(I’m glad that that year we found quite a few dedicated and talented members. DPS Vasant Kunj went from lurking around in the peripheries of the quizzing scene to a group that today is one of the strongest competitors out there. An institution of spotting new talent, conducting regular quizzes, et al which was set up when the quiz club became an official society of the school helped immensely. More than anything it provides a platform for quizzers to get to know each and help in making teams for events.)
Code Warriors were better off, because there had been a few seniors in earlier batches who were Hitchhiker’s fans but by 2006 there weren’t many contemporary fans left. My ‘mission’ to continue to confuse people continued there, and the mystic ‘42‘ that is associated with the Code Warriors was born. In previous years, the Code Warriors used to shout ‘Kevin Baba ki jai’ when getting off the school bus before an event (Kevin Mitnick was our unofficial official mascot back then); soon, that changed to a battle-cry of “Forty Two!”. It was fun because hardly anyone understood, including any other participating teams, accompanying school teacher – anyone within earshot.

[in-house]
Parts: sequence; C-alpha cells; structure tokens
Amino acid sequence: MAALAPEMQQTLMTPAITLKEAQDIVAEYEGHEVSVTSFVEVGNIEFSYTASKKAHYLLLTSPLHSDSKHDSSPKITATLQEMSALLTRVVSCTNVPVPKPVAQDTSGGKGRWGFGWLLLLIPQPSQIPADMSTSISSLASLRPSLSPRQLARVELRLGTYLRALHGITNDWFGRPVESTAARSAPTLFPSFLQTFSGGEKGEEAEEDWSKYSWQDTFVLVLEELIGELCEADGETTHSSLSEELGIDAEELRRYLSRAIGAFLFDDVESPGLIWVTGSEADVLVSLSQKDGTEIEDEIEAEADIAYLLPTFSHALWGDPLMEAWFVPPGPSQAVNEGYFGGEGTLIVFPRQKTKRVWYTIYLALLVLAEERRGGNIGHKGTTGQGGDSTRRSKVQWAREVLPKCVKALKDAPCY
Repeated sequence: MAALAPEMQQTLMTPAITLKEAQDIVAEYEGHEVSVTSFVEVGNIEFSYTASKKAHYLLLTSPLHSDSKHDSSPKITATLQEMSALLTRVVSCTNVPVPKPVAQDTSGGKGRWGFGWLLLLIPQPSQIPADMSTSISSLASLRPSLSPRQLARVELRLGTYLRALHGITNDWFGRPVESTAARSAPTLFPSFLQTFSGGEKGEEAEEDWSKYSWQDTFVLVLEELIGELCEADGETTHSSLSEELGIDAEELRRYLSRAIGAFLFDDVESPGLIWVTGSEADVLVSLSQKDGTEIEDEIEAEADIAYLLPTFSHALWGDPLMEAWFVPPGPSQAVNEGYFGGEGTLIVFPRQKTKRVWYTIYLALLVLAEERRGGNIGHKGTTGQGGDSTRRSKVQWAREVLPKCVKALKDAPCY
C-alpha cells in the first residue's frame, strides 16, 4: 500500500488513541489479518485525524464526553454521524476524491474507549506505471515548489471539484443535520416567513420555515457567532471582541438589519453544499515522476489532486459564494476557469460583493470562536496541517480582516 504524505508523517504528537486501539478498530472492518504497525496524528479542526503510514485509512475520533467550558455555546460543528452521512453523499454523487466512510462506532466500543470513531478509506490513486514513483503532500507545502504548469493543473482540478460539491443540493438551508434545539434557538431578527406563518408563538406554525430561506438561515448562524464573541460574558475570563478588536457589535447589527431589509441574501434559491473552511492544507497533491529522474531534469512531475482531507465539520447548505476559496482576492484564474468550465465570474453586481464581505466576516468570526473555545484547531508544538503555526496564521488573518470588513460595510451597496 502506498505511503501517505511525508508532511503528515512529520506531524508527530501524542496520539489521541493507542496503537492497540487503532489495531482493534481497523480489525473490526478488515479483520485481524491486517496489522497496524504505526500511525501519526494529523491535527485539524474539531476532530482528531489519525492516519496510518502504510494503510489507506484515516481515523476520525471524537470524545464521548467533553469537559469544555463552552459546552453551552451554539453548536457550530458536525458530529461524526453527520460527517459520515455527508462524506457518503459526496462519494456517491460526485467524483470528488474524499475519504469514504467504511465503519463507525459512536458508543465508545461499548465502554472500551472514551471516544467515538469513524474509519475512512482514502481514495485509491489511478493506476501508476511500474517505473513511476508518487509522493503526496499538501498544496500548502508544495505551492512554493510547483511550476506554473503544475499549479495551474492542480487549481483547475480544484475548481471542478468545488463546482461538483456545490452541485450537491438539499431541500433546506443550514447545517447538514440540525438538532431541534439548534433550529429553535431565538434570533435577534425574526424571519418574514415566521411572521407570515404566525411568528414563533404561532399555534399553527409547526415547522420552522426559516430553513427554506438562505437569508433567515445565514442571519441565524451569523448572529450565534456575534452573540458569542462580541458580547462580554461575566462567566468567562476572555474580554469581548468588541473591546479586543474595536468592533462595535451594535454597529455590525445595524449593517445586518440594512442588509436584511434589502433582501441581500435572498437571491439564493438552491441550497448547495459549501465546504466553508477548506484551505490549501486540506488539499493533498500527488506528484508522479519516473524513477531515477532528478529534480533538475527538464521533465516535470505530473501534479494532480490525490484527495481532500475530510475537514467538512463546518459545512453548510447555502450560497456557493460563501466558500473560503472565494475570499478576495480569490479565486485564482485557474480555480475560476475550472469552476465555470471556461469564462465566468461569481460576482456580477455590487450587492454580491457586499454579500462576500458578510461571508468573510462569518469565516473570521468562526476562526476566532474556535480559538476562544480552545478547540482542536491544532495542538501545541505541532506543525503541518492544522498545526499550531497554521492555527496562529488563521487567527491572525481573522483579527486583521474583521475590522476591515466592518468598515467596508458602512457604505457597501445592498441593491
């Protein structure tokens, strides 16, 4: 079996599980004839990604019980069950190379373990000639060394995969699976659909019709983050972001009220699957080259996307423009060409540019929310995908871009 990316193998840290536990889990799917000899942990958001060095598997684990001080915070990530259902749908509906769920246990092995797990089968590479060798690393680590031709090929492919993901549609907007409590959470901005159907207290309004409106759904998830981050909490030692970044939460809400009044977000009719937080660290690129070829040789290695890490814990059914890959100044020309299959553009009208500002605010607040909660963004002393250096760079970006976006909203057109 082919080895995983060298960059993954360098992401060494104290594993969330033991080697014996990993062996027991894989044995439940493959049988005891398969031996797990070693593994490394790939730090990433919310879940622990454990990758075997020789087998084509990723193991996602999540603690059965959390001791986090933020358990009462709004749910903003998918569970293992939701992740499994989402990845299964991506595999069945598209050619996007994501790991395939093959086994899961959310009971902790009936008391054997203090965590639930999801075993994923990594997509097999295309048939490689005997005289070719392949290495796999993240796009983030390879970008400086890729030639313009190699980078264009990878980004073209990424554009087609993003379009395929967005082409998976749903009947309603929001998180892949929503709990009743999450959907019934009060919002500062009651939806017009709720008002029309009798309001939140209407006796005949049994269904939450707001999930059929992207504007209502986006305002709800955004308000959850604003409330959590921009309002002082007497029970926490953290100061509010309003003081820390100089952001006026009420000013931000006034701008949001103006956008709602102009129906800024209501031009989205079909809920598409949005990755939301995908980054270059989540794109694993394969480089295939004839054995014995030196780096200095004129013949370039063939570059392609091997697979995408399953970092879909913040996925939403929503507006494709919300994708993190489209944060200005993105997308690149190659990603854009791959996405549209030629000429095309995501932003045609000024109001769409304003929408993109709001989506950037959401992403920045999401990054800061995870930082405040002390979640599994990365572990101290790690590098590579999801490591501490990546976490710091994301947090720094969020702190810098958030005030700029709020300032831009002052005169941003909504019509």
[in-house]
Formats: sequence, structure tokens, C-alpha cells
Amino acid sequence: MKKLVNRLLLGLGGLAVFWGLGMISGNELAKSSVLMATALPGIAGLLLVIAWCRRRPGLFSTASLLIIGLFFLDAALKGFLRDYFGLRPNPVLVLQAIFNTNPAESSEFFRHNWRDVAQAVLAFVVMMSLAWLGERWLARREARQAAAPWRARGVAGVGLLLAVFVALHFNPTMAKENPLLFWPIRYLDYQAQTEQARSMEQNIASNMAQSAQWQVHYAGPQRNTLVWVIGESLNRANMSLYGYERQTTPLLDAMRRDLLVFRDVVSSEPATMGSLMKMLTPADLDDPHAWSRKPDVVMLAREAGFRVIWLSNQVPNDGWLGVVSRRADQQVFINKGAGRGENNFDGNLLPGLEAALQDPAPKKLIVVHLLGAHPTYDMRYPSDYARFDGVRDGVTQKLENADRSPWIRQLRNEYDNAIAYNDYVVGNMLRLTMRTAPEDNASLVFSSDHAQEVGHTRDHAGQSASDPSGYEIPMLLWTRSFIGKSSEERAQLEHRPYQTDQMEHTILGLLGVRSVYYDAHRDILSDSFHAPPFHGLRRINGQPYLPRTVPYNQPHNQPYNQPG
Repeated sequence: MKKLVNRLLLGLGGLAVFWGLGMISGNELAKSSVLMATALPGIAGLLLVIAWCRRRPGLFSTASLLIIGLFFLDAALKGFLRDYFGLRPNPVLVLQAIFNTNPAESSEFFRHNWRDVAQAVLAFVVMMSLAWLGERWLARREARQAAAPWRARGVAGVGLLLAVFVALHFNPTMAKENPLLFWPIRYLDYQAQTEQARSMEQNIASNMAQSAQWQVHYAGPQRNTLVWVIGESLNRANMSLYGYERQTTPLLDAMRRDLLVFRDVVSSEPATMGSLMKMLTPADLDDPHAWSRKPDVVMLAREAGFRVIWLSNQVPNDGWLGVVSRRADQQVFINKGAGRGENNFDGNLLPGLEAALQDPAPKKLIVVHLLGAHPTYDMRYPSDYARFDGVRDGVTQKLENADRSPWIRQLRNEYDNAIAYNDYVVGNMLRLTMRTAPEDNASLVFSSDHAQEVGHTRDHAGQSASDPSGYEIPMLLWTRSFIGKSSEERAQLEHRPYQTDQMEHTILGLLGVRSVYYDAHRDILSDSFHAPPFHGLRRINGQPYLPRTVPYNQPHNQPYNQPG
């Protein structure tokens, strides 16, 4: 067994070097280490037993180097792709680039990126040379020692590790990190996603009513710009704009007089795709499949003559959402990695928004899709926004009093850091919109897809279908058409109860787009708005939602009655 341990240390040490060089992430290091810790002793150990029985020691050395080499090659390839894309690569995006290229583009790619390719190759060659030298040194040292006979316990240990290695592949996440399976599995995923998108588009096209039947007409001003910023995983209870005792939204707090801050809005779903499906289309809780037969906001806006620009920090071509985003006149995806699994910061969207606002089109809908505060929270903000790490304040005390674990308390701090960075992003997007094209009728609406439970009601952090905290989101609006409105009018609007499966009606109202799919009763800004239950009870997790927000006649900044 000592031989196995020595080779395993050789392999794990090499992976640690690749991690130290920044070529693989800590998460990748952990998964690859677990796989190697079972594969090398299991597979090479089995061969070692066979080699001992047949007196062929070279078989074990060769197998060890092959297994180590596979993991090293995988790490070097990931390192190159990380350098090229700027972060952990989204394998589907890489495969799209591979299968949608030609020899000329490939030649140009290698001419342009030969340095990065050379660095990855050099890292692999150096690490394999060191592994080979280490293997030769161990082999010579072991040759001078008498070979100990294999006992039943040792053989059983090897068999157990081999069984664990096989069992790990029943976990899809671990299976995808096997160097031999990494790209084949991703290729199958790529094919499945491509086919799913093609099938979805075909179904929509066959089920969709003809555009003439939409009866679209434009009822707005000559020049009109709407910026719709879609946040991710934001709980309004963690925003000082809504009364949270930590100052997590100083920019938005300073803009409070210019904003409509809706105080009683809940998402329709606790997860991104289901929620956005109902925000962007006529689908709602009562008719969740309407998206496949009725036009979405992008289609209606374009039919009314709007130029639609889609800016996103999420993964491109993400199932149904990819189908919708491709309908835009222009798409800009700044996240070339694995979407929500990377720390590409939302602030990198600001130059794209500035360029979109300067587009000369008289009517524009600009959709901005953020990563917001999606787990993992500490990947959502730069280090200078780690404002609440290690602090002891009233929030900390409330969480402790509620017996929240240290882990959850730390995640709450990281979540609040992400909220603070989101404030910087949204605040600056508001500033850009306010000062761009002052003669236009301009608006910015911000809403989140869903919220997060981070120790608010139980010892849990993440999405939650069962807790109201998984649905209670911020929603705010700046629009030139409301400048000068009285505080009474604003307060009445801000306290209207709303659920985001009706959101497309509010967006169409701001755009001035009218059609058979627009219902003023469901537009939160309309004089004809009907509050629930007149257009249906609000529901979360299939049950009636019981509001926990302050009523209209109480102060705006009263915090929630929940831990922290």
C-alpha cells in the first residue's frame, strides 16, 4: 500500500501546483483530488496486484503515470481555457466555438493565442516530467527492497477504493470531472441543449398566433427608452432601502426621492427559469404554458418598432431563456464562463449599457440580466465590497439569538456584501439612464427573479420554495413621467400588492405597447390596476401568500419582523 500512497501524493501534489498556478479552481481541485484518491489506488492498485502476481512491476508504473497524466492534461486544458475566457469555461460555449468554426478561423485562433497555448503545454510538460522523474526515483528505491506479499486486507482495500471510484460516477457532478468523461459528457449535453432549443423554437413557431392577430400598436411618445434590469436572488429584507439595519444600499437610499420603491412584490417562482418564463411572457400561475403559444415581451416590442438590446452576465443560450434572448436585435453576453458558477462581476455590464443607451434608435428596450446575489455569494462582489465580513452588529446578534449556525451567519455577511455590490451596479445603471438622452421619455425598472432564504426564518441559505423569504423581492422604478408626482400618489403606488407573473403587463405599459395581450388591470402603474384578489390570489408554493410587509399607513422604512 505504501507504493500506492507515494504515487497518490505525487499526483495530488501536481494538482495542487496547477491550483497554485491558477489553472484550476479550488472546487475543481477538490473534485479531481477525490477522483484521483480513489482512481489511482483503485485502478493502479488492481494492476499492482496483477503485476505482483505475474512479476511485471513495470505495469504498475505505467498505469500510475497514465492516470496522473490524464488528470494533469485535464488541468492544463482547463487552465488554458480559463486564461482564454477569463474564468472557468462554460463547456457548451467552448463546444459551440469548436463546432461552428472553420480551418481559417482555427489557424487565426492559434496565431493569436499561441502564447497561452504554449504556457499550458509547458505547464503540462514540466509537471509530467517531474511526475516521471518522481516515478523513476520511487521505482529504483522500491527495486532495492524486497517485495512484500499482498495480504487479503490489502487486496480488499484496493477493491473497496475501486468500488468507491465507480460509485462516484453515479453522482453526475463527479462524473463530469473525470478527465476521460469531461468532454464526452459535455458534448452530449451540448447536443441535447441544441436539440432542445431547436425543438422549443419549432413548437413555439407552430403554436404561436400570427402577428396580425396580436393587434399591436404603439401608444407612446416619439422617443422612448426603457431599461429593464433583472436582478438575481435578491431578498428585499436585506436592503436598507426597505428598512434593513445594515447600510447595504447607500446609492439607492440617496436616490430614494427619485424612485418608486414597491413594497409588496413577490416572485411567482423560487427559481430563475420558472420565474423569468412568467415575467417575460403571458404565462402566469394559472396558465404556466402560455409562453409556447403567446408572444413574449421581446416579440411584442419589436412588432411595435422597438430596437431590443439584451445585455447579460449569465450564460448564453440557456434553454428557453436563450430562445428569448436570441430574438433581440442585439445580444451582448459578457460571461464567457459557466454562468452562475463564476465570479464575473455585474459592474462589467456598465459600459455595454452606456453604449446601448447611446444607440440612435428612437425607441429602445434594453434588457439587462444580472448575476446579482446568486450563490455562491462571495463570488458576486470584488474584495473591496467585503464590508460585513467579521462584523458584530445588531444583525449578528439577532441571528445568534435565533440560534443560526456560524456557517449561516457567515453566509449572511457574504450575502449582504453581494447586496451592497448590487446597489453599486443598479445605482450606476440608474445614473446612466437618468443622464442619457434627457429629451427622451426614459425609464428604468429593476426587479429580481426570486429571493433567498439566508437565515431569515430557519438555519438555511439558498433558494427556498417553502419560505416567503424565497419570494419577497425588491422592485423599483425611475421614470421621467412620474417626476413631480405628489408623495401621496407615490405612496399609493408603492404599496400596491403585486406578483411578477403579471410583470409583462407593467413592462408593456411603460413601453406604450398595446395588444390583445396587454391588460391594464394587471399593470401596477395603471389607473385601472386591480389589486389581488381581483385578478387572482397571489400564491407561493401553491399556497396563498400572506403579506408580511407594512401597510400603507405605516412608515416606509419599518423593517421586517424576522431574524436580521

On the rare occasions when I attended classes, I worked on spreading the ‘42 joke’ in the classroom. Put on my best poker face and told a few of the studious types that ‘42‘ was the Answer, and that a scientifically proven theory demonstrated that every complex mathematical equation could be reduced to that number. To this day, I believe there are a few FIITJEE / VMC students on this planet whom I’ve convinced – seriously – that it’s the answer. They’re probably trying to explain to an exasperated professor the same ‘fact’.
The reason why it was so funny is because you can say it with a straight face and convince gullible people that it might be true, or at the very least irritate the heck out of everyone else as they try to figure out what on earth is going on. Even in the quizzing / computer symposium circuit I found that hardly anyone had read Adams or even if they had heard about the Answer somewhere, they didn’t know much about it.